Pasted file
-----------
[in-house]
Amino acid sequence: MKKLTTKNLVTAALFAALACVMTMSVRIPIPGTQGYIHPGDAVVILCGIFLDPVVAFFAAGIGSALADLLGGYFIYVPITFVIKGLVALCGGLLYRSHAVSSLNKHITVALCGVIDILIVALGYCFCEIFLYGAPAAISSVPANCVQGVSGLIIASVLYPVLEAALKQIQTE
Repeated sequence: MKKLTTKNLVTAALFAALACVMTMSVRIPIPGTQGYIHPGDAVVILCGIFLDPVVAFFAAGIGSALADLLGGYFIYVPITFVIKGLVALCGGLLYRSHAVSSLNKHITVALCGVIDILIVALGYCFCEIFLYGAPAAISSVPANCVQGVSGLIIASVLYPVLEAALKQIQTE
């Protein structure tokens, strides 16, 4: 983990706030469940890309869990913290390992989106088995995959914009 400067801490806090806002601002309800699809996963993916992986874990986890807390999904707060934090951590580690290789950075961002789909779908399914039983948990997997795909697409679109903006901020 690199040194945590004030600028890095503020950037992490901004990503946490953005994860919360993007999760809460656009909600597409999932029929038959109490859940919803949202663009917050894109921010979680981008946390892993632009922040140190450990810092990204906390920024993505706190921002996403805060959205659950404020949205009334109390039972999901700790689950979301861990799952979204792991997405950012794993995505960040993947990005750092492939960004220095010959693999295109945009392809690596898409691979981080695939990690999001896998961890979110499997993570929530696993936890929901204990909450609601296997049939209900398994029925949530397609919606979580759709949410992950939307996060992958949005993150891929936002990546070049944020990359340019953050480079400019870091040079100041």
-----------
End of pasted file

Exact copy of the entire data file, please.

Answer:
[in-house]
Amino acid sequence: MKKLTTKNLVTAALFAALACVMTMSVRIPIPGTQGYIHPGDAVVILCGIFLDPVVAFFAAGIGSALADLLGGYFIYVPITFVIKGLVALCGGLLYRSHAVSSLNKHITVALCGVIDILIVALGYCFCEIFLYGAPAAISSVPANCVQGVSGLIIASVLYPVLEAALKQIQTE
Repeated sequence: MKKLTTKNLVTAALFAALACVMTMSVRIPIPGTQGYIHPGDAVVILCGIFLDPVVAFFAAGIGSALADLLGGYFIYVPITFVIKGLVALCGGLLYRSHAVSSLNKHITVALCGVIDILIVALGYCFCEIFLYGAPAAISSVPANCVQGVSGLIIASVLYPVLEAALKQIQTE
């Protein structure tokens, strides 16, 4: 983990706030469940890309869990913290390992989106088995995959914009 400067801490806090806002601002309800699809996963993916992986874990986890807390999904707060934090951590580690290789950075961002789909779908399914039983948990997997795909697409679109903006901020 690199040194945590004030600028890095503020950037992490901004990503946490953005994860919360993007999760809460656009909600597409999932029929038959109490859940919803949202663009917050894109921010979680981008946390892993632009922040140190450990810092990204906390920024993505706190921002996403805060959205659950404020949205009334109390039972999901700790689950979301861990799952979204792991997405950012794993995505960040993947990005750092492939960004220095010959693999295109945009392809690596898409691979981080695939990690999001896998961890979110499997993570929530696993936890929901204990909450609601296997049939209900398994029925949530397609919606979580759709949410992950939307996060992958949005993150891929936002990546070049944020990359340019953050480079400019870091040079100041």